Why another CSS base?
I’m sharing this because I need these styles all too often, and maybe you do too.
I started writing CSS with Eric Meyer’s excellent reset.css. reset.css resolved frustrating inconsistencies between browsers by giving them all the same empty canvas. Nicolas Gallagher and I eventually wrote normalize.css with a new approach; style the bare minimum to keep every browser looking the same, and when in doubt follow the standard. Nicolas has since turned normalize.css into a household web standard.
Years have passed and CSS has changed dramatically.
I don’t need to hurt my brain calculating the combined values of padding and width.
I don’t have to remember to update my backgrounds so they stop repeating automatically.
CSS gives me a way to fix the box model and the background.
CSS gives me a way to define the baseline that I need most of the time.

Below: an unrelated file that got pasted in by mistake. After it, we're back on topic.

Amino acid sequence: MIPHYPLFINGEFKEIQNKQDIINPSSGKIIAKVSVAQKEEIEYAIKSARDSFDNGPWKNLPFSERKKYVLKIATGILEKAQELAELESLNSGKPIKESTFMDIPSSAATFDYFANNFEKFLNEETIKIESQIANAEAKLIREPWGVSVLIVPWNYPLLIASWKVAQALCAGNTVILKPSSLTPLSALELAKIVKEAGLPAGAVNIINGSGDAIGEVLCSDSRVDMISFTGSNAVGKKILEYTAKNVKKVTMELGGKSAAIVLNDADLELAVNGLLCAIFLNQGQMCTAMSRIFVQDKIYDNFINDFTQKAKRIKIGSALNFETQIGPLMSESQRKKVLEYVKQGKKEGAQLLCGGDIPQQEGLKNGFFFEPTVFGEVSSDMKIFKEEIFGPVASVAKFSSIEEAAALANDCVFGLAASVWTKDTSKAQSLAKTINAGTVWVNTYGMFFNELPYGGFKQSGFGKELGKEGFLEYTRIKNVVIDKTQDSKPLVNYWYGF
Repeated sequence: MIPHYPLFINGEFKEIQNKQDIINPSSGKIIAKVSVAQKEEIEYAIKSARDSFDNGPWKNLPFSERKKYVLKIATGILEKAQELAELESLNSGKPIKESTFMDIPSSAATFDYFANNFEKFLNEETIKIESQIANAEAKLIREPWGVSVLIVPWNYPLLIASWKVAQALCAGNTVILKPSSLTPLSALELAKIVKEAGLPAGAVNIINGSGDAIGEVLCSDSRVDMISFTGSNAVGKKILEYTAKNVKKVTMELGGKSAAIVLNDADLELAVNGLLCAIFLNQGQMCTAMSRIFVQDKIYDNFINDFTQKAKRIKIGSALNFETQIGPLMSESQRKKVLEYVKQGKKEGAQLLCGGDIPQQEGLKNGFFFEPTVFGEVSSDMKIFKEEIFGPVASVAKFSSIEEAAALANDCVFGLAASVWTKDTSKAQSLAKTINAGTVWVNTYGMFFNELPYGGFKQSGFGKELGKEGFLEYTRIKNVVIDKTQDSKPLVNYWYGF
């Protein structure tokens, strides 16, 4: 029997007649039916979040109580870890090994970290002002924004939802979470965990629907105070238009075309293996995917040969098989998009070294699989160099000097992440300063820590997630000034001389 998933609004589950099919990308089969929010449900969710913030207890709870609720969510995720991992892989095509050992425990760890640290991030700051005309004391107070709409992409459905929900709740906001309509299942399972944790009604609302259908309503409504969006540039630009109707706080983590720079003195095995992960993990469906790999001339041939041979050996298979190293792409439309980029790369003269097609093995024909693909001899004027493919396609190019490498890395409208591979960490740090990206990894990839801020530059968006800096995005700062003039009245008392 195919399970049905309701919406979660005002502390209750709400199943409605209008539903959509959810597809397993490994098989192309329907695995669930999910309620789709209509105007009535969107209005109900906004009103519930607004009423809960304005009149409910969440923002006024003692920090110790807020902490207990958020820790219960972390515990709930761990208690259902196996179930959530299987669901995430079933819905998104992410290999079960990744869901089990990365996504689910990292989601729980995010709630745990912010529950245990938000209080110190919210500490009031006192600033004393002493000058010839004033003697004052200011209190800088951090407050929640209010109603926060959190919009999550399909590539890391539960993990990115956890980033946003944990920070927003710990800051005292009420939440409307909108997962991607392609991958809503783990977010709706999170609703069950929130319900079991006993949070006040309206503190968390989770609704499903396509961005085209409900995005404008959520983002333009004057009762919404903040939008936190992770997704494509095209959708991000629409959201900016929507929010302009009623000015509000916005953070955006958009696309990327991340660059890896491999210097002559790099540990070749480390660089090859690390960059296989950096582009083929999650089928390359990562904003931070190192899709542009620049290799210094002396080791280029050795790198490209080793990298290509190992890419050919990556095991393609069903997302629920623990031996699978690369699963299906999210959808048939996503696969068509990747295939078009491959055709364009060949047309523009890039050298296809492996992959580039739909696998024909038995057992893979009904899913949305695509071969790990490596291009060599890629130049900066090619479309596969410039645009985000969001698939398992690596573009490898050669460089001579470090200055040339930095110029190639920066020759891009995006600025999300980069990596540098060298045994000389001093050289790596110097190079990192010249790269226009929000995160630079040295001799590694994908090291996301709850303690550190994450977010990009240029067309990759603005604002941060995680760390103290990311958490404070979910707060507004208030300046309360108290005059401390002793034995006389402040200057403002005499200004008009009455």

sanitize.css contains the baseline styles many of us end up writing anyway, especially if you listen to the two biggest influences of this project; Paul Irish and Chris Coyier.
These two have dedicated themselves to development and best practices for years.
I’ve simply poured some of their tastes into a file.
Sanitize follows in the footsteps of normalize.css and reset.css — standardizing browsers while giving me the canvas I want to play with.
I hope it helps you as much as it helps me.